Dana Lixenberg: Imperial Courts, 1993–2015
AMSTERDAM • The Huis Marseille • 12 December 2015 - 6 March 2016
|The Huis Marseille exhibition Imperial Courts, 1993–2015 displays for the first time the entirety of the work of photographer Dana Lixenberg (born 1964, Amsterdam) made in the neighbourhood of Los Angeles from which it takes its name over the last twenty-two years. Through her photography, video, and audio works, Lixenberg offers us an intimate glimpse into the everyday life of this troubled area and its residents. |
In 1944, as part of a large-scale public housing project, 498 single-family houses were built in Watts, a district of Los Angeles. During the 1950s, most of the people housed there were African-Americans from the Southern States. Imperial Courts, together with the surrounding districts, soon became a black ghetto. In 1965, rising anger at social injustice resulted in the notorious Watts rebellion and race rioting. In 1992, riots again broke out after four LAPD police officers were acquitted of the brutal beating of Rodney King, a black taxi driver. The same streets were also the battleground of a bloody conflict between two gangs, the Crips and the Bloods, until they agreed on a truce in 1993.
‘You want to put some niggas on display? Hahaha,’ was Tony Bogard’s reaction, leader of the PJ Watts Crips gang when Dana Lixenberg first met him in 1993, at the height of racial tensions in Los Angeles. Apart from the media, no one ever visited South Central Los Angeles, let alone the ‘projects’. Lixenberg was at first regarded with suspicion. The community was fed up with media attention and the negative stereotypes that came with it. But Lixenberg was persistent, and was eventually granted the approval of Tony Bogard, who would later play a crucial role in negotiating a truce between the Crips and the Bloods. During the month that followed, Lixenberg gradually won the trust of the residents of Imperial Courts.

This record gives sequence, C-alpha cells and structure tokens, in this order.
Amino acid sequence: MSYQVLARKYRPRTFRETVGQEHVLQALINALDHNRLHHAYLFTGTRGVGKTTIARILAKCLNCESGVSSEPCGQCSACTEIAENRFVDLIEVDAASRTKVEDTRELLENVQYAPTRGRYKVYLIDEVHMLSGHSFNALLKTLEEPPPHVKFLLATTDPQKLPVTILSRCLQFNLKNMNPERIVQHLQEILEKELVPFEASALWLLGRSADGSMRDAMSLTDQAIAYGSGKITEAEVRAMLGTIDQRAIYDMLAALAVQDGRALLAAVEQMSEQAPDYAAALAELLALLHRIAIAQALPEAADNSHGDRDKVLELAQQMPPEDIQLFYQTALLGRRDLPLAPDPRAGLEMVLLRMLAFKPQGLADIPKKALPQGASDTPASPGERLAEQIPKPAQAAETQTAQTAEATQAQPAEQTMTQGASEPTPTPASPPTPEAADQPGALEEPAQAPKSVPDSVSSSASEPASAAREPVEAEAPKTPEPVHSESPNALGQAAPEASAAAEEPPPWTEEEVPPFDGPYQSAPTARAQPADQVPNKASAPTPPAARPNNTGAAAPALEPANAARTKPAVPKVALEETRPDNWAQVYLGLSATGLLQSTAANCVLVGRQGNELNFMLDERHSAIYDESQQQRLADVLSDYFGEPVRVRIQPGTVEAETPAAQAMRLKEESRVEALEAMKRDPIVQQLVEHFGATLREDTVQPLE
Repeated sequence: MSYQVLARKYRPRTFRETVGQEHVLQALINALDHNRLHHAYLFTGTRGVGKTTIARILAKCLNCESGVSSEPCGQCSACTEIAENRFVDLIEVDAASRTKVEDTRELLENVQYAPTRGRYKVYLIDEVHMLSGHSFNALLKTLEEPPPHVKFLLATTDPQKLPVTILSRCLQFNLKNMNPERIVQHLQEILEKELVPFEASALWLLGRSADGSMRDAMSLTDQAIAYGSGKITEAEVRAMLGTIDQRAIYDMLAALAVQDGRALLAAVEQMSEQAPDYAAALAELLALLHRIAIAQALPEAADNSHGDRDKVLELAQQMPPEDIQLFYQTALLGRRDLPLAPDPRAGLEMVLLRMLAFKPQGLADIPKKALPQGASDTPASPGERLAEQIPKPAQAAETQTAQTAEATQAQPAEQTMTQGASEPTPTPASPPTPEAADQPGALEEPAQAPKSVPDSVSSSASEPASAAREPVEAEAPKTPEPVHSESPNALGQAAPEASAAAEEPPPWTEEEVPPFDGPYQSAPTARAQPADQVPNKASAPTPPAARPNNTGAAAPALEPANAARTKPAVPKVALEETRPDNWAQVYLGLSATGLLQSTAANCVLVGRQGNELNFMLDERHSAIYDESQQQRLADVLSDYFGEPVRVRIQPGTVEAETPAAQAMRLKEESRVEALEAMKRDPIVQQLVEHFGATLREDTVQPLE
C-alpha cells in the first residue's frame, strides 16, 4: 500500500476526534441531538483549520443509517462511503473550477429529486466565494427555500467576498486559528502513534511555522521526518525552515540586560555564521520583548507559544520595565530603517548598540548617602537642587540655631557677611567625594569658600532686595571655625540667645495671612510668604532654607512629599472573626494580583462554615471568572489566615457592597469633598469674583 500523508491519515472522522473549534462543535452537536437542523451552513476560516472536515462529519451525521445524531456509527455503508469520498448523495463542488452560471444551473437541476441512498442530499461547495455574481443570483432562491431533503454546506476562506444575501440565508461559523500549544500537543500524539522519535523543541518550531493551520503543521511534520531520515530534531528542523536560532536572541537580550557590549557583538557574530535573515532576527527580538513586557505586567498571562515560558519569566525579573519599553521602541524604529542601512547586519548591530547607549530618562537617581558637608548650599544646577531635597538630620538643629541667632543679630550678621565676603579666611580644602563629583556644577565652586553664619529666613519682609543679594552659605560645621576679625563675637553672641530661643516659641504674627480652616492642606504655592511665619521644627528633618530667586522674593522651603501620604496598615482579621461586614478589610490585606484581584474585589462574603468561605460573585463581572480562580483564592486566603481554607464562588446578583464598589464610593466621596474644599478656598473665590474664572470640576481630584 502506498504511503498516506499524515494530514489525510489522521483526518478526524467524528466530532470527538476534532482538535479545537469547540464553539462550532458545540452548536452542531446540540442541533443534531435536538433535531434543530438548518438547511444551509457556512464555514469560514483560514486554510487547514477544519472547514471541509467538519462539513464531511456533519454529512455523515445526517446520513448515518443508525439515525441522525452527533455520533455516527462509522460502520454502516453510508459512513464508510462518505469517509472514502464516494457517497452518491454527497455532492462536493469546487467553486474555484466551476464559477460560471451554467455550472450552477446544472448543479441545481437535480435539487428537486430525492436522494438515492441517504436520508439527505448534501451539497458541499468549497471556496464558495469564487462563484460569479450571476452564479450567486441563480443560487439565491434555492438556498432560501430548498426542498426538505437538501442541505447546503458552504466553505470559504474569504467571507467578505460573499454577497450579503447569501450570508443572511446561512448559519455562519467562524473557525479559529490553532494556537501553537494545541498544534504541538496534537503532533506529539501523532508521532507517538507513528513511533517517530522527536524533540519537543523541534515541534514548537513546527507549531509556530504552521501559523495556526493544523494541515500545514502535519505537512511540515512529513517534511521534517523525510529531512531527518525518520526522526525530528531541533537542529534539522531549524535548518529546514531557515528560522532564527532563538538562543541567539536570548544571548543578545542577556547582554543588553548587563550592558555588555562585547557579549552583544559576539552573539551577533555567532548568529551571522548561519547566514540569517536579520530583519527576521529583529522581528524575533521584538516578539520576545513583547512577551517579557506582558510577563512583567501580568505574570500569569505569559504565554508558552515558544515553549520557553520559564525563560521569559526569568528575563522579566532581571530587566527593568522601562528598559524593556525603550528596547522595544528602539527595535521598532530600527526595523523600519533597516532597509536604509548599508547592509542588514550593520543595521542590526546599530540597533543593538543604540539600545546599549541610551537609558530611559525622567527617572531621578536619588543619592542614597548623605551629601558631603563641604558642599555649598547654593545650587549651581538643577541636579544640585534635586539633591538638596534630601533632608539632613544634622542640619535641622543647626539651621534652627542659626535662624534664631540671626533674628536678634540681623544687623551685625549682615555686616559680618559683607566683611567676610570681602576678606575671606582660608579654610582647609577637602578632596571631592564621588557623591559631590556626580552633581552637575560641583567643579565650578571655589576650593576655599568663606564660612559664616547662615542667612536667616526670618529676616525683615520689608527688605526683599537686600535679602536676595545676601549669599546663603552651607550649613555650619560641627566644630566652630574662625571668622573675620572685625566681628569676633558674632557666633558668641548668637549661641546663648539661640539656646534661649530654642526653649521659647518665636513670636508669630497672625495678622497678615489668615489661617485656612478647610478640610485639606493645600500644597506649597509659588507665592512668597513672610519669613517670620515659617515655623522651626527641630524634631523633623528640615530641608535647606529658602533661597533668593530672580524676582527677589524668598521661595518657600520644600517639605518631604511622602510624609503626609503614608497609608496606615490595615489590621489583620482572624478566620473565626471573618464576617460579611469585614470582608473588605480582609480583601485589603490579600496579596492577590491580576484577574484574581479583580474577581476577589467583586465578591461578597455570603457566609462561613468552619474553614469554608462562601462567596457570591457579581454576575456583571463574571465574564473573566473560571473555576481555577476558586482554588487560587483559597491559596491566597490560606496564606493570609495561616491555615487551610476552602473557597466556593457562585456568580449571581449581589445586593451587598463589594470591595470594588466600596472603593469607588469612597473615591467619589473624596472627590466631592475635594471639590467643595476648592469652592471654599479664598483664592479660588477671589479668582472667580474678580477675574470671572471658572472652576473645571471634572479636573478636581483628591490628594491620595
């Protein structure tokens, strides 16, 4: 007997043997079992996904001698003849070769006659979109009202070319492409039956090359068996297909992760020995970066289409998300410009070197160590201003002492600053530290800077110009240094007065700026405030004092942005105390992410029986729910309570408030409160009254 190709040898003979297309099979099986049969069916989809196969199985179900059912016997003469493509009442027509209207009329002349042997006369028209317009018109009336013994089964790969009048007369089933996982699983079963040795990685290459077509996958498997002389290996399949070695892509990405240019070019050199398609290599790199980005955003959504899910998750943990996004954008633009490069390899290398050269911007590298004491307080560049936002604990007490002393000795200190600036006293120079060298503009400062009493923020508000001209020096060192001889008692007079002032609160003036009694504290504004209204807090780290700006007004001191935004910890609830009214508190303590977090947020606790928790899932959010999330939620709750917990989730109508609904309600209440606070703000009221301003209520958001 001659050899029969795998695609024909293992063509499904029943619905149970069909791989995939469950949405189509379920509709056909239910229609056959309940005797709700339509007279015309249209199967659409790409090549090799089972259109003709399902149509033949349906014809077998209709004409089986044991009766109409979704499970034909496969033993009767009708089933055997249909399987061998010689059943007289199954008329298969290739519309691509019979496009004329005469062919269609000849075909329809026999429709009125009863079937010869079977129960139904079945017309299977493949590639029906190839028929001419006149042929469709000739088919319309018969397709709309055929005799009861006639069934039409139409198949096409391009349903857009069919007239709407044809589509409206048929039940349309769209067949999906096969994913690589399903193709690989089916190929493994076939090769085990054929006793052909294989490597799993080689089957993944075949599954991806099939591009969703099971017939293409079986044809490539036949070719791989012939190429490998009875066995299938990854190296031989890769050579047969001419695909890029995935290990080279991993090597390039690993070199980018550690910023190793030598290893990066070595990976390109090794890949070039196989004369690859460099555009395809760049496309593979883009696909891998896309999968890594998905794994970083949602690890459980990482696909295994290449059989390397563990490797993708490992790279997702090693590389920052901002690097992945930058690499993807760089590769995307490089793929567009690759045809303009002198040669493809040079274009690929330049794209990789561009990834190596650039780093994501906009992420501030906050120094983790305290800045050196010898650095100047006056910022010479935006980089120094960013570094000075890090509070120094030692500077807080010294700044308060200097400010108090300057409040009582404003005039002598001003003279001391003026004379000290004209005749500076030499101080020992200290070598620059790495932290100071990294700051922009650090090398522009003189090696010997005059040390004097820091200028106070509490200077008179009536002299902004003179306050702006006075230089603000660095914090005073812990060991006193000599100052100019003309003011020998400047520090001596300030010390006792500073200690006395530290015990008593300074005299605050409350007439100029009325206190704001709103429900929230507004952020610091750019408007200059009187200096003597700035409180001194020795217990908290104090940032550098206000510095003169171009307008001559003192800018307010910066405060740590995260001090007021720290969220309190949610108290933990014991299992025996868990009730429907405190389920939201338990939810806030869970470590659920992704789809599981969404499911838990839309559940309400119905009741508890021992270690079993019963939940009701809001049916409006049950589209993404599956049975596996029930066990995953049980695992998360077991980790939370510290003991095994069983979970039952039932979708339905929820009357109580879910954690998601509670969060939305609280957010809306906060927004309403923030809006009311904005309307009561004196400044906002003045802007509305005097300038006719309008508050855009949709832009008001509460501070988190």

Using a large-format camera mounted on a tripod, she portrayed them in black and white with only natural light. She intentionally photographed her subjects against neutral backgrounds, rather than locations loaded with meaning, such as graffiti-filled walls, and she kept references to gang culture out of her images.
In so doing, according to the former director of photography at Vibe magazine, in which her work was first published in 1993, she created ‘a moving yet shrewdly quiet range of pictures that afforded her subjects the pleasure of being themselves as compelling individuals […] despite their monolithic, emotionally reserved surfaces, her casts of subjects surge throughout this dazzling series with a collective cool and an unfussy sense of elegance that imbues these men, women and children with quiet fire and vivid sense of style and self.’ (George Pitts, Hotshoe magazine, 2013) Tony Bogard was the last person Lixenberg photographed in this first period in 1993. He was shot dead in 1994.
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